Jeb Bush said some stuff about climate change on Friday that sounded “moderate.” That is a shift from past statements that put him pretty squarely in the denier camp. But resist the urge to be impressed. He still doesn’t actually want to do anything about the problem.

Speaking at an event in New Hampshire, Bush said:

The climate is changing and I’m concerned about that. But to be honest with you, I’m more concerned about the hollowing out of our country, the hollowing out of our industrial core, the hollowing out of our ability to compete in an increasingly competitive world.

With that, he promotes the stale old idea that climate action will inevitably hurt the U.S. economy. But of course, ignoring climate change comes with its own huge costs. And aggressively shifting to clean energy and efficiency would offer huge economic benefits.

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Bush went on:

Right now we are one of the countries that has reduced carbon emissions because of the natural gas revolution, converting from coal, and conservation — the two things that have driven a reduction in CO2 emissions. We can continue to reduce carbon emissions by taking advantage of the abundance of natural gas.

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Translation: Keep on fracking!

And more from Bush:

We need to restore our competitive posture, which I think our energy revolution will allow us to do, and then simultaneously with that, be cognizant of the fact that we have this climate change issue and we need to work with the rest of the world to negotiate a way to reduce carbon emissions. We are reducing it. The rest of the world is the place where, certainly in the emerging world, where you have greatest challenges.

So in there he talks about negotiating with the rest of the world, which might sound nice. You can almost imagine Jeb pushing for a strong U.N. climate deal in Paris later this year! Except not. Because almost in the same breath he criticizes “the emerging world” — read: China, India, et al. — for really being the source of the problem. This is another stale old idea Republicans like to push — that China and India are slacking so there’s no point in the U.S. doing more. Republicans keep pushing this line even though China is taking pretty dramatic action these days.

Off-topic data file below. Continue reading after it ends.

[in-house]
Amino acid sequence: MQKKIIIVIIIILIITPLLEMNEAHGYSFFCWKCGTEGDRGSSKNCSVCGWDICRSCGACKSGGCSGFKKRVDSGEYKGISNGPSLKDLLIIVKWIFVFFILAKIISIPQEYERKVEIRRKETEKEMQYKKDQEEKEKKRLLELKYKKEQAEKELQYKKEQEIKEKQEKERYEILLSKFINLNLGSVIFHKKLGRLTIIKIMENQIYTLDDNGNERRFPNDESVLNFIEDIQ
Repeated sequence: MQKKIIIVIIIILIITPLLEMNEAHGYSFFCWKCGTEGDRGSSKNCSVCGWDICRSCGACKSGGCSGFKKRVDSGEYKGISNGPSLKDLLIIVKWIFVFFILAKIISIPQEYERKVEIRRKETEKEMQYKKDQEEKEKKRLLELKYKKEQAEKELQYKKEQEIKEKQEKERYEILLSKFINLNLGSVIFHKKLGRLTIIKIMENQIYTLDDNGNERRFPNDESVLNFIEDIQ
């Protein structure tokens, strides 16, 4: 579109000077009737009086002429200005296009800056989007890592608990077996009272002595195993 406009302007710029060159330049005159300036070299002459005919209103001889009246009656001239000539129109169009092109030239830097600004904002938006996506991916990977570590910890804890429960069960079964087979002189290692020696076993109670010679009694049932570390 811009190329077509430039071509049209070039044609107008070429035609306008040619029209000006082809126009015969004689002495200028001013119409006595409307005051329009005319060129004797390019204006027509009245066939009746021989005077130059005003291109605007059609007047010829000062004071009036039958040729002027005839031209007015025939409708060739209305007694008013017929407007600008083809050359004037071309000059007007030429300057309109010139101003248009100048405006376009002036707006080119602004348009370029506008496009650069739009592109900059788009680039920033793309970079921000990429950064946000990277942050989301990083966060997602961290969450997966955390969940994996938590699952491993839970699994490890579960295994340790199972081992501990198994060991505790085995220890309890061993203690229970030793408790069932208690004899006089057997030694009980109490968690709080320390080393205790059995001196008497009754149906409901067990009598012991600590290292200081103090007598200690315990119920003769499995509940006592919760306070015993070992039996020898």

And Republicans like Bush, of course, don’t acknowledge that the U.S. has spewed far more carbon dioxide into the atmosphere since 1850 than any other nation, making us the single biggest cause of global warming. Nor do they acknowledge that the U.S., as a wealthy nation with some of the highest per capita emissions, has more of a moral responsibility to act than countries like India, where 400 million people still don’t even have electricity.

NextGen Climate, Tom Steyer’s political group, chose to see Bush’s comments in a positive light: “Jeb Bush demonstrated leadership today on the issue of climate change—distancing himself from the other Republican presidential hopefuls and demonstrating why climate change doesn’t have to be a partisan issue.” If all you have to do to be a Republican climate “leader” is not be a denier, then I guess Bush qualifies.

I take a more skeptical view. Jeb is just adopting the new strategy preferred by the GOP establishment (as explained last week by David Roberts): stop denying the science, because that makes Republicans look stupid, and instead criticize all proposed solutions for costing too much or being ineffective or unfair. You get the same gridlock, the same lack of action, but you’re less of a target for mockery. We can already see other Republican presidential wannabes, like Carly Fiorina and Lindsey Graham, adopting the same approach.

This might look like progress, but it’s not.